Cortisone and Osteoporosis

 

Research now shows a negative relationship has been seen between cortisone and osteoporosis.

Cortisone and Osteoporosis. Photo Credit: Wikipedia

Cortisone and Osteoporosis. Photo Credit: Wikipedia

Of all pain diagnosis in the United States, low back pain is the most common. Low back pain affects 8 out of 10 individuals at some point during life. From athletics to elderly and deconditioned individuals back pain is common to all populations. Often as a result of the pain/discomfort individuals compensate through changes in normal locomotion and biomechanics, which can accelerate degenerative changes in the spine. Individuals are typically treated with anti-inflammatory over-the-counter medication and physical therapy. If pain persists, an epidural steroid commonly called cortisone is often prescribed to alleviate pain and improve function. However, cortisone use has been linked to diminished bone quality.

What is Cortisone?

Cortisone is a steroid normally produced by the adrenal gland. Pharmaceutical companies have been synthesizing hormone for clinical use. Cortisone is used to treat lupus, multiple sclerosis, chronic obstructive pulmonary disease, as well as joint and back pain. It is even prescribed to prevent rejection of transplanted organs.

Cortisone and Osteoporosis

A sample of patients treated at the Henry Ford Hospital showed those who received injected cortisone found that a single shot into the spine for back pain reduced bone mass density of the hip. The observational study sought to evaluate whether cortisone injections used for treating back pain, increased the risk of bone mass density loss in postmenopausal women. Twenty-eight patients, aged 65 and over, were screened for bone loss using DXA scans and blood tests that show bone health markers prior to receiving an injection, then at three months, and again at six months. The bone loss data was compared to bone loss data for postmenopausal women who hadn’t been treated with a cortisone injection.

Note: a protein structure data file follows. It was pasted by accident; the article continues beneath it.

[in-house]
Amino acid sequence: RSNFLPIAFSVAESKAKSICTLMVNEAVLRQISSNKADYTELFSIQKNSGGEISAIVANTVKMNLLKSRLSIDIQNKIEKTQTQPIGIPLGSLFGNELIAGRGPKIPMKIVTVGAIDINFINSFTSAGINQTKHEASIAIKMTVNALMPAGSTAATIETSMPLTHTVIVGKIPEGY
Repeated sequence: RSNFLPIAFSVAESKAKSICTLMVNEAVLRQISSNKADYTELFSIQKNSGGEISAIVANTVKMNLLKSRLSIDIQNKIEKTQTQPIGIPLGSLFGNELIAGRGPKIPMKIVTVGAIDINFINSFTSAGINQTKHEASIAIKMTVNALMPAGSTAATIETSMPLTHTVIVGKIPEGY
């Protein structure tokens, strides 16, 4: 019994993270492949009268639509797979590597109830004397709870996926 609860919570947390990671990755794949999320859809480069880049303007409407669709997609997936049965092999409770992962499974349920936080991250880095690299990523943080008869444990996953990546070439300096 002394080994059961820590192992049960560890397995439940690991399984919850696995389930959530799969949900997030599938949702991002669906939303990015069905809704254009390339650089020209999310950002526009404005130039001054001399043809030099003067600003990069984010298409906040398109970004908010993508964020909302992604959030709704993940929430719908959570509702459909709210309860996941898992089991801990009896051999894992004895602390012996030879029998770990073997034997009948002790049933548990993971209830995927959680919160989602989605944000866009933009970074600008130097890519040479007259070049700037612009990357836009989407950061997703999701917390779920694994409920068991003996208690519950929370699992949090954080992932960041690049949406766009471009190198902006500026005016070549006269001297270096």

The bone mass density decrease after six months was six times greater when compared to the typical bone density loss seen in a year in a postmenopausal female who did not receive a cortisone injection (Henry Ford Health System, 2012).  Shlomo Mandel, M.D a Henry Ford Hospital orthopedic physician also the study’s lead author, states that physicians should cautiously prescribe epidural cortisone injections for select patients, emphasizing that multiple injections of cortisone might even accelerate the loss in bone density showing a relationship between cortisone and osteoporosis.

Earlier attempts to identify the relationship between bone density loss and cortisone produced contradictory results. In lab animal experiments, researchers saw cortisone caused osteoblast (bone creation cells) to self-destruct, suggesting that cortisone limits the body from creating new bone. This is in contrast to test tube experiments that showed cortisone initiating bone formation. This confused researchers; however now more research such as the above is being completed showing injected cortisone being a medication that damages bone.

 

 

Reference:

Henry Ford Health System (2012, December 1). Steroid injection linked with significant bone loss in postmenopausal women treated for back pain. ScienceDaily. Retrieved March 19, 2013, from http://www.sciencedaily.com­ /releases/2012/12/121201085911.htm

 

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